Review: Tom Hardy is the perfect brooding bartender with a soft spot for family and wounded puppies. His character, Bob Saginowski, is part of a clandestine operation that funnels money through a bar, run by his cousin Marv (played by the late James Gandolfini). When a carefully planned robbery takes place, pressure builds to find the culprits and no one is who they seem. A gentle pit bull serves as a symbol for the fine line between love and danger. Gandolfini's final performance as the shady bar owner adds to the film's darkness and mystery. 3½ stars out of 5. —Zulekha Nathoo, CBC Arts reporter.
Love & Mercy
Review: Love & Mercy is the story of Beach Boy Brian Wilson, the creative genius at the centre of the group responsible for their pop-symphonic sound, but who also famously battled mental illness and drug abuse. In an effort to avoid the familiar trappings of the biopic, director Bill Pohlad focuses on two key moments in Wilson’s life: Paul Dano plays Wilson in the '60s, during the recording process of the Beach Boy’s masterpiece, Pet Sounds, while John Cusack plays Wilson in the '80s, at the peak of his mental illness and infamous seclusion under the repressive control of Dr. Eugene Landy (Paul Giamatti). With a soundtrack full of Beach Boys hits, the film sounds as incredible as it looks. 4 stars out of 5. —Jesse Kinos-Goodin, associate producer, CBC Music.
The Wanted 18
Review: This film is a wonderful look at the circumstances around the first intifada in Beit Sahour, a suburb of Bethlehem. A group of Palestinian activists decide to create a cooperative dairy farm, purchasing 18 cows from an Israeli kibbutz and transporting them to the West Bank — a move that triggers a national security threat for Israel. The story is told in a mixture of clips from the major players of the day, archival news video, and animation. The anthropomorphising of four cows achieves humorous results. 4 stars out of 5. —Ed Macdonald, video producer, CBC Arts.
- VIDEO | The Wanted 18 screens at TIFF
Jake Gyllenhall sinks into Lou, an amoral go-getter in this wild ride set in world of Los Angeles' local cable news scene. Exploiting an opportunity, Lou leaps into action as a freelance video news cameramen, chasing ambulances and hunting death and tears like a bloodhound. Simultaneously charismatic, comedic and repulsive, Gyllenhall is magnetic. 4½ stars out of 5. —Eli Glasner, CBC Arts reporter.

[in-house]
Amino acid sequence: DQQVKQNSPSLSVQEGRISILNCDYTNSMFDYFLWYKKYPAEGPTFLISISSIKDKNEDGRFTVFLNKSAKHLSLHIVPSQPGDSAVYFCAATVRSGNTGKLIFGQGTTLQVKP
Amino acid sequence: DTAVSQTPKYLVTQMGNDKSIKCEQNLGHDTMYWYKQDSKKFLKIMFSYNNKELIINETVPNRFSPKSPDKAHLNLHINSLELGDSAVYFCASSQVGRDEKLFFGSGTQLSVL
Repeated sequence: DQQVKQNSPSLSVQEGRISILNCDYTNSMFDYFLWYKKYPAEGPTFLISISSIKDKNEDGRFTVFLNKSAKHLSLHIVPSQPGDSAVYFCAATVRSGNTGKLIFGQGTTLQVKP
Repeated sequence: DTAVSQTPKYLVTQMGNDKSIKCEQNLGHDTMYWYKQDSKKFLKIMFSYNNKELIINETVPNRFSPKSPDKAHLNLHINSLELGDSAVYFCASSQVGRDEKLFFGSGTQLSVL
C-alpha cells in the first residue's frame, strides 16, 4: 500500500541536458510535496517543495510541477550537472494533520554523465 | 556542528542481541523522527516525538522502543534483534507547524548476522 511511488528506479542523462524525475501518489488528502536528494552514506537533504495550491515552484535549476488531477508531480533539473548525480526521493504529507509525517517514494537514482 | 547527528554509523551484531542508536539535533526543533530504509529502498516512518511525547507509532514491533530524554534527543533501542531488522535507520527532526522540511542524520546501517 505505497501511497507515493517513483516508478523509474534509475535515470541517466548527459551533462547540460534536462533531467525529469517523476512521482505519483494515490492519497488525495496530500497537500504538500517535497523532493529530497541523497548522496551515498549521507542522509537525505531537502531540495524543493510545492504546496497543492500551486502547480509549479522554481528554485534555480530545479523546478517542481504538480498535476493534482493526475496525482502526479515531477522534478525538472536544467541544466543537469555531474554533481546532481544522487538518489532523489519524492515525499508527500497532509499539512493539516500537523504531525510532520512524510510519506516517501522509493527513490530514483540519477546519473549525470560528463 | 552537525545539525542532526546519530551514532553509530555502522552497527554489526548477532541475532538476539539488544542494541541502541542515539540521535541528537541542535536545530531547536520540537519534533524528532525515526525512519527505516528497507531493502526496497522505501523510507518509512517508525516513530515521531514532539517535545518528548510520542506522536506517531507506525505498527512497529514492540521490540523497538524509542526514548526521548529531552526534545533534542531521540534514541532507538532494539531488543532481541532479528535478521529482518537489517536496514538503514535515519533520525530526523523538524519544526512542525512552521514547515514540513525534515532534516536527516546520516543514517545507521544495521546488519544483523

And proof that film review is truly subjective territory:
The Last Five Years
Review: This musical — about the rise and fall of the romance of a young, beautiful couple — is done almost entirely through singing, which doesn't quite work. The fact that the story isn't told chronologically is a nice touch, but emotionally there's more heft in an episode of television's Glee. Early and astounding success for the husband as a writer, as his wife struggles to gain a foothold as an actress and singer, gets in the way of continued happiness for the couple. The roads to success in creativity and in marriage could make for interesting subject matter, but here it feels trite. 2 stars out of 5. —Alice Hopton, Producer, CBC Arts.
Review: Clearly, it will take yet another failed screen musical for filmmakers to realize that a mediocre plot doesn't get better just because you sing it for 90 minutes. This conventional tale of a New York City couple struggling with success (one has it, the other doesn't) is told unconventionally (its only plus point). It jumps back and forth through time over a five-year period: Actress Cathy tells the story of the relationship from end to beginning and writer Jamie, from beginning to end. Anna Kendrick elevates this film nominally, with a decent voice and a few well-placed jokes. Perhaps if the soundtrack was the least bit catchy, the film might have stood a chance. 2 stars out of 5. —Zulekha Nathoo, CBC Arts reporter.
Review: Judging from the outbursts of laughter ricocheting around the Ryerson Theatre, The Last Five Years is something of Broadway legend. But beyond the winks for musical theatre nerds, this a blast of cinematic Viagra — a fusion of sound and filmic fury marked by a roving lens and full palate of emotions. A non-linear tale of love and woe starring Anna Kendrick and Jeremy Jordan, The Last Five Years proves Kendrick's "Cup Song" was no fluke and the movie musical art form ain't dead. 4½ stars of of 5 —Eli Glasner, CBC Arts reporter.